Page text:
What Is POSIX Scripting?


Angela Bailey

What Is POSIX Scripting?

POSIX scripting refers to the use of scripting languages that adhere to the Portable Operating System Interface (POSIX) standard. The POSIX standard defines a set of APIs, utilities, and shell interfaces that aim to provide compatibility across different operating systems, primarily Unix-like systems.

Why Use POSIX Scripting?

Using POSIX scripting has several advantages. Firstly, it allows developers to write scripts that can run on multiple platforms without significant modifications.

This portability is especially useful in environments where different operating systems are used or when scripts need to be shared between different teams or organizations.

Additionally, POSIX scripting provides a standardized set of tools and utilities that are available across various platforms. These tools include common commands such as grep, sed, awk, and many others.

By utilizing these tools, developers can leverage their powerful functionalities for text processing, pattern matching, and data manipulation.

Basic Elements of POSIX Scripting

Shell Scripts

At the core of POSIX scripting are shell scripts. Shell scripts are plain text files containing a series of commands that are executed by a shell interpreter.

The shell interpreter reads each line from the script file and executes the corresponding command.

Shell scripts typically start with a shebang line that specifies the path to the shell interpreter to be used. For example:


The above shebang line indicates that the Bourne shell (sh) should be used as the interpreter for executing the script.

Variables and Environment Variables

POSIX scripting allows you to define variables within your script to store data and perform calculations or manipulate values. Variables are assigned using the equal sign (=) without any spaces. For example:

name="John Doe"

Environment variables, on the other hand, are predefined variables that exist in the shell’s environment. They hold information about the system and can be accessed by scripts.

Environment variables are typically written in uppercase letters. For example:


Control Structures

POSIX scripting provides various control structures for flow control in scripts. These include if-else statements, loops, and case statements.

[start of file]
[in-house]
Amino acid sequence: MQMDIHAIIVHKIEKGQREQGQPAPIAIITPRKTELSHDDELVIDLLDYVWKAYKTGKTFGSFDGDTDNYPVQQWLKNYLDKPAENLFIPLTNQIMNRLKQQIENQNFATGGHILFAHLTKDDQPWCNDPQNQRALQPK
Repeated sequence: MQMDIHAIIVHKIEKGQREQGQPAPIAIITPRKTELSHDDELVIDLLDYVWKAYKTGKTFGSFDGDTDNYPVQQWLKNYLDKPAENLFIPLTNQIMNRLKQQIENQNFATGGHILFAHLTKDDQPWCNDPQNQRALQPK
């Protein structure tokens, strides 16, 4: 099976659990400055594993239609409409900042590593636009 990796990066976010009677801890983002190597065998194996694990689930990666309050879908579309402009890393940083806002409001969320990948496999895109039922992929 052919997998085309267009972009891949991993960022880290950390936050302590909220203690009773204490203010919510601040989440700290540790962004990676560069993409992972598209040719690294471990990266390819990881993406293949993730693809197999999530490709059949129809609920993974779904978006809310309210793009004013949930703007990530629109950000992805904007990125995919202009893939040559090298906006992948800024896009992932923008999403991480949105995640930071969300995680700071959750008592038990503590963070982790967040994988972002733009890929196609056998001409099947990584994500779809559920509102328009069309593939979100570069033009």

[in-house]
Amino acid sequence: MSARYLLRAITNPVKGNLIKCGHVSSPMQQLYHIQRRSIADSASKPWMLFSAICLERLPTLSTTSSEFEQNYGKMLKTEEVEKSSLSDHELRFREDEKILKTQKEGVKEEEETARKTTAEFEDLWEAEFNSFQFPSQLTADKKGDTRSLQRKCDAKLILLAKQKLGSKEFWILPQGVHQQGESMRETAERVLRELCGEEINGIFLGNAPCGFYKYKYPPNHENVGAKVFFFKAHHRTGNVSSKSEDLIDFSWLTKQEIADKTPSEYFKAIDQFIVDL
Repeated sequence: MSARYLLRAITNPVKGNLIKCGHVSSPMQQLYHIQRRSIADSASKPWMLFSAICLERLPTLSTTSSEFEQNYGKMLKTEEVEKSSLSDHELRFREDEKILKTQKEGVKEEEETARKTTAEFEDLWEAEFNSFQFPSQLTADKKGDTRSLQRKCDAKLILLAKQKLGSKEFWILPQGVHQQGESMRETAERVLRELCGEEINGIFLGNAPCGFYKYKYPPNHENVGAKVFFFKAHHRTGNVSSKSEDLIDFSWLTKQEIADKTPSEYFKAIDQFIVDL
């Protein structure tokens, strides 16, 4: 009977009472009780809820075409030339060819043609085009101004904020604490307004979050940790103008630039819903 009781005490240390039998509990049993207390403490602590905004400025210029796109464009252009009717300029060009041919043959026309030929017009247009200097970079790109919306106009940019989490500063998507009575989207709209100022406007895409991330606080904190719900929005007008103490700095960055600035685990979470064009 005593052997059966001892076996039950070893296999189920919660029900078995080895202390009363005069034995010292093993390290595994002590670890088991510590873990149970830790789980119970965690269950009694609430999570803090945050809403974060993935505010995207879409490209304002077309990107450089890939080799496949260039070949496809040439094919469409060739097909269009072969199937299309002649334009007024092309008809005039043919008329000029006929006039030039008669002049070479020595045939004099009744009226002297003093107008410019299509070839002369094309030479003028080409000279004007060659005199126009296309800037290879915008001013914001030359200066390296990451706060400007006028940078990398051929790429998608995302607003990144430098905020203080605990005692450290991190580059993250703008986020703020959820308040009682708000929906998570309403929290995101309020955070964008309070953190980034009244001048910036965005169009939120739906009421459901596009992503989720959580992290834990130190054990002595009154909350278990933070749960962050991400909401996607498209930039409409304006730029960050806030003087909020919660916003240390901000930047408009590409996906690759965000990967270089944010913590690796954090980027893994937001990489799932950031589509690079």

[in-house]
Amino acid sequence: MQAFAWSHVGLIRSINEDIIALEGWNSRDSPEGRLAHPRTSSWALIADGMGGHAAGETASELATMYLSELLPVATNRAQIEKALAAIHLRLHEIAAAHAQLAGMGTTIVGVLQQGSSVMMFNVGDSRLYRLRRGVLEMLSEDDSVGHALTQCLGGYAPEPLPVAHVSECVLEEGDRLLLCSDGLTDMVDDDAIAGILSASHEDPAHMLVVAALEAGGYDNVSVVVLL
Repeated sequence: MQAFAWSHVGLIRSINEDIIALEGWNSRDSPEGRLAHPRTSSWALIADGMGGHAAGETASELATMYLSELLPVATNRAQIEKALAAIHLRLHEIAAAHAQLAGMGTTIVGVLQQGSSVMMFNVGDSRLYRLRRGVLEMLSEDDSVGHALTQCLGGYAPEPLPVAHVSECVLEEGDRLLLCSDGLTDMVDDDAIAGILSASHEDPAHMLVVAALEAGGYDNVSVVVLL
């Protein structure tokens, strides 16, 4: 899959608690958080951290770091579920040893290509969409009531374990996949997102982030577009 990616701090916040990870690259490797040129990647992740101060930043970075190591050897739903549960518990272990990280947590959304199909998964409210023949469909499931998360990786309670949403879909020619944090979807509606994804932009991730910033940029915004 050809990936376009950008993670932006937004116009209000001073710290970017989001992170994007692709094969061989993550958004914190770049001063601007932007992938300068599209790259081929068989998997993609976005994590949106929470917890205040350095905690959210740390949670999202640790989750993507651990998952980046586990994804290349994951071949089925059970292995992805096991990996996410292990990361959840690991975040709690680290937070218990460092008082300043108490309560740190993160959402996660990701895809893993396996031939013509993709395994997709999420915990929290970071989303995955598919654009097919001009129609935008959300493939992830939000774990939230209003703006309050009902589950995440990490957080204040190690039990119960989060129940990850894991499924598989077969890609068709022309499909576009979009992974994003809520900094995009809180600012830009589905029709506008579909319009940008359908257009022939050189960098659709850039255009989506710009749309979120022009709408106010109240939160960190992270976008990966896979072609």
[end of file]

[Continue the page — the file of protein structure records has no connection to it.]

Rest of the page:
The if-else statement allows you to conditionally execute a block of code based on a condition. For example:

if [ $age -lt 18 ]; then
    echo "You are not eligible to vote."
    echo "You can vote."

Loops, such as the while loop and for loop, enable repetitive execution of a block of code until a certain condition is met. Here’s an example of a while loop:


while [ $counter -lt 5 ]; do
    echo "Counter: $counter"
    counter=$((counter + 1))

The case statement allows you to perform different actions based on the value of a variable or an expression. Here’s an example:


case $fruit in
        echo "It's an apple." ;;
        echo "It's a banana." 

        echo "Unknown fruit." esac

Command Substitution and Redirection

POSIX scripting supports command substitution, which allows you to use the output of a command as part of another command or assign it to a variable. Command substitution is done using the backtick (`) or the $(..) syntax.

current_date=$(date +%Y-%m-%d)
echo "Current date: $current_date"

Redirection is another important feature in POSIX scripting. It allows you to redirect input and output streams between commands and files.

The common redirection operators are >, >>, <, and |. For example:

ls > file.txt  # Redirects the output of ls command to file.txt
cat < file.txt  # Reads the contents of file.txt and passes it to cat command
command1 | command2  # Passes the output of command1 as input to command2


POSIX scripting provides a standardized approach for writing scripts that can run across different operating systems. By adhering to the POSIX standard, developers can ensure portability and compatibility while benefiting from a rich set of tools and utilities.

With an understanding of basic elements such as shell scripts, variables, control structures, command substitution, and redirection, you can start writing powerful POSIX scripts for various tasks.

Discord Server - Web Server - Private Server - DNS Server - Object-Oriented Programming - Scripting - Data Types - Data Structures

Privacy Policy